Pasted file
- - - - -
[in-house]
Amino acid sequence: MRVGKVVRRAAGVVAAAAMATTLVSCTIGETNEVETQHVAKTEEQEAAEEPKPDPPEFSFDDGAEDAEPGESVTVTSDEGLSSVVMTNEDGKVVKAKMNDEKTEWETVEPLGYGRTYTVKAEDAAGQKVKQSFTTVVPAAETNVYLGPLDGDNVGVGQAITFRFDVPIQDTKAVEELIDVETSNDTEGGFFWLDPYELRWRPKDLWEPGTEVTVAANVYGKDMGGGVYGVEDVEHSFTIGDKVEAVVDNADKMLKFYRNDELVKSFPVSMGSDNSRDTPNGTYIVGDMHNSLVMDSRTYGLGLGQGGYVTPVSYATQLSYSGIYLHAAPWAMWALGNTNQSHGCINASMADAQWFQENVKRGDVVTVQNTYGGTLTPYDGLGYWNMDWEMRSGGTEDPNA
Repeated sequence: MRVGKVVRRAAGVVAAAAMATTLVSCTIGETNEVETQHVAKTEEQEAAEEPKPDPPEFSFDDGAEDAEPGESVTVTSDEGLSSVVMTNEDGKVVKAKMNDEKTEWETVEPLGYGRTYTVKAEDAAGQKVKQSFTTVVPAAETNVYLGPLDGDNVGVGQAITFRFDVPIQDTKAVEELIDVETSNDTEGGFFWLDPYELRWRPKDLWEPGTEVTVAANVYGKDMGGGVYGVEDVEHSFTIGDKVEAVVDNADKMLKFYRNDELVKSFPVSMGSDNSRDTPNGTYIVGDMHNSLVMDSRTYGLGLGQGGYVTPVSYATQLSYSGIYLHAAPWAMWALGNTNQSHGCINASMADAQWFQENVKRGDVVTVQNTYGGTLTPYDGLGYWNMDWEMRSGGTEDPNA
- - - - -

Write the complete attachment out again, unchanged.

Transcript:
[in-house]
Amino acid sequence: MRVGKVVRRAAGVVAAAAMATTLVSCTIGETNEVETQHVAKTEEQEAAEEPKPDPPEFSFDDGAEDAEPGESVTVTSDEGLSSVVMTNEDGKVVKAKMNDEKTEWETVEPLGYGRTYTVKAEDAAGQKVKQSFTTVVPAAETNVYLGPLDGDNVGVGQAITFRFDVPIQDTKAVEELIDVETSNDTEGGFFWLDPYELRWRPKDLWEPGTEVTVAANVYGKDMGGGVYGVEDVEHSFTIGDKVEAVVDNADKMLKFYRNDELVKSFPVSMGSDNSRDTPNGTYIVGDMHNSLVMDSRTYGLGLGQGGYVTPVSYATQLSYSGIYLHAAPWAMWALGNTNQSHGCINASMADAQWFQENVKRGDVVTVQNTYGGTLTPYDGLGYWNMDWEMRSGGTEDPNA
Repeated sequence: MRVGKVVRRAAGVVAAAAMATTLVSCTIGETNEVETQHVAKTEEQEAAEEPKPDPPEFSFDDGAEDAEPGESVTVTSDEGLSSVVMTNEDGKVVKAKMNDEKTEWETVEPLGYGRTYTVKAEDAAGQKVKQSFTTVVPAAETNVYLGPLDGDNVGVGQAITFRFDVPIQDTKAVEELIDVETSNDTEGGFFWLDPYELRWRPKDLWEPGTEVTVAANVYGKDMGGGVYGVEDVEHSFTIGDKVEAVVDNADKMLKFYRNDELVKSFPVSMGSDNSRDTPNGTYIVGDMHNSLVMDSRTYGLGLGQGGYVTPVSYATQLSYSGIYLHAAPWAMWALGNTNQSHGCINASMADAQWFQENVKRGDVVTVQNTYGGTLTPYDGLGYWNMDWEMRSGGTEDPNA